MicTip #1 stereo ribbon technique for vox + guitar

Recording vocals and guitar at the same time is never easy. But using a stereo ribbon microphone offers great possibilities. For this “MicTip” episode, we recorded singer-songwriter Fabian Holland with a single stereo ribbon microphone.


What’s so great about using a stereo ribbon microphone?

1. A stereo ribbon mic reduces phasing issues

Compared to two individual mics, a stereo ribbon will cause hardly any phasing issue. That means the performer can move his head and instrument without affecting the sound unpleasantly. If you try the same with two individual microphones, the sound will constantly change with every movement due to phasing problems.


2. A stereo ribbon mic offers very good channel separation

Additionally, this technique takes advantage of the typical cancellation of sound at 90 degrees, a phenomenon that occurs in bi-directional ribbon mics. That means they reject the sound arriving at a 90-degree angle on the left and right sides of the microphone. You can see this in the video above: the ribbon channel that points to the guitar cancels out the vocals.
It almost sounds as if the singer was meters away from the microphone. On the other hand, the channel that points to the vocals reduces the guitar’s sound. Which leads to the next advantage.

Nohype Audio SRM-1
The Nohype Audio SRM-1 is an inexpensive stereo ribbon microphone. The two ribbon motors are fixed at a 90-degree angle
3. You’ll have more possibilities during mixing

Such a great separation of guitar and vocals offers many possibilities during mixing. You can dial in the perfect balance regarding the volume of each channel. On top of it, you can treat each of them with individual EQ settings or even effects.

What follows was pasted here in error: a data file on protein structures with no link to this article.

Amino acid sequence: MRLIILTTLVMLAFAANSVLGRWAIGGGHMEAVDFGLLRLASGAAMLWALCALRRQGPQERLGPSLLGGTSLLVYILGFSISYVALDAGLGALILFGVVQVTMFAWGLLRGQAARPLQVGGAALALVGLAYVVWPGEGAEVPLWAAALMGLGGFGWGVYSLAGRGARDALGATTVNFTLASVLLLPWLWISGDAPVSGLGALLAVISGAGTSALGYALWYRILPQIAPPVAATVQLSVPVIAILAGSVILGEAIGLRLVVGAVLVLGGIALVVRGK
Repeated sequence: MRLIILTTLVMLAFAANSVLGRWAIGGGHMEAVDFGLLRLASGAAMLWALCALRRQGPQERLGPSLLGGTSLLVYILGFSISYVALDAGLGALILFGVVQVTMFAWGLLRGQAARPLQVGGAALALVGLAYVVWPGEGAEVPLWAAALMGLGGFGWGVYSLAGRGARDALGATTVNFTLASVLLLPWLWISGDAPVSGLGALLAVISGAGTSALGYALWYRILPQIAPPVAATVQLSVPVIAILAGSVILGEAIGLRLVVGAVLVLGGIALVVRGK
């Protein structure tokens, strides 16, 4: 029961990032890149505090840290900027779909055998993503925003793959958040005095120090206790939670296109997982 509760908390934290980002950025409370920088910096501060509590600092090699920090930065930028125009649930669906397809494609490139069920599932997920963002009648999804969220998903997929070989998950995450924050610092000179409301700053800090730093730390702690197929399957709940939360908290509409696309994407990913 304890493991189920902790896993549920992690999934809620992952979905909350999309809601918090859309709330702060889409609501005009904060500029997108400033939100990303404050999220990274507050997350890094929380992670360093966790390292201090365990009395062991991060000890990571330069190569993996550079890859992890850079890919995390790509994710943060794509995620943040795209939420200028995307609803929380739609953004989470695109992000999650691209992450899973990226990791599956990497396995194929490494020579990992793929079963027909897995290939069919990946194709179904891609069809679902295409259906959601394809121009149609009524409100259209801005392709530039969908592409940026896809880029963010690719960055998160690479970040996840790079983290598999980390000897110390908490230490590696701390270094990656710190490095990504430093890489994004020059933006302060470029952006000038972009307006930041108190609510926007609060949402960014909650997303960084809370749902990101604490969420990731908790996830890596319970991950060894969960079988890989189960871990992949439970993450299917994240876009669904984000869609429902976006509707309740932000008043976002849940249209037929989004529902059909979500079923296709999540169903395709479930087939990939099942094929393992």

4. Most ribbon mics have a constant polar pattern through all frequencies

Finally, another significant advantage of ribbon microphones is their figure-of-8 pattern which is (most of the time) very constant throughout the entire frequency spectrum. While condenser microphones alter the sound at certain angles, ribbon mics don’t change their sound. For example: if you take a directional large diaphragm condenser microphone and change the angle to 60 degrees, the sound will differ significantly compared to 0 degree.
Most of the time, many of the high frequencies will get lost. That’s not the case with ribbon mics. Their sound stays consistent. If you place a source at a greater angle, it only reduces the overall sound.

Extinct Audio Valkyr
The Extinct Audio Valkyr is a high-class stereo ribbon microphone, entirely handmade in the UK
5. A stereo ribbon is easy to set up

A stereo ribbon mic can be very easy to set up. First, you’ll only need one mic stand. Therefore, the artist is free to move around and can focus on her/his performance. You also don’t need to measure distances from the mic to the mouth or to the instrument. Stereo ribbon mics are usually perfectly aligned in a 90 degree angle and spare you all that hassle.

We encourage you to give this technique a try. And if stereo ribbon mics gathered your interest, have a look at the fantastic One Mic Series on Youtube.

Big thanks to singer-songwriter Fabian Holland. If you like his music, check his YouTube channel and Spotify.

Where to buy

Stereo ribbon microphones we recommend:

Nohype Audio SRM-1 (approx. 550 €)

Bang & Olufsen BM5 with Xaudia Mod (approx. 990 €)

Extinct Audio Valkyr (approx. 1990 €)

Royer SF-12 (approx. 3229 € / affiliate link)

Royer SF-24 (approx. 4799 € / affiliate link)

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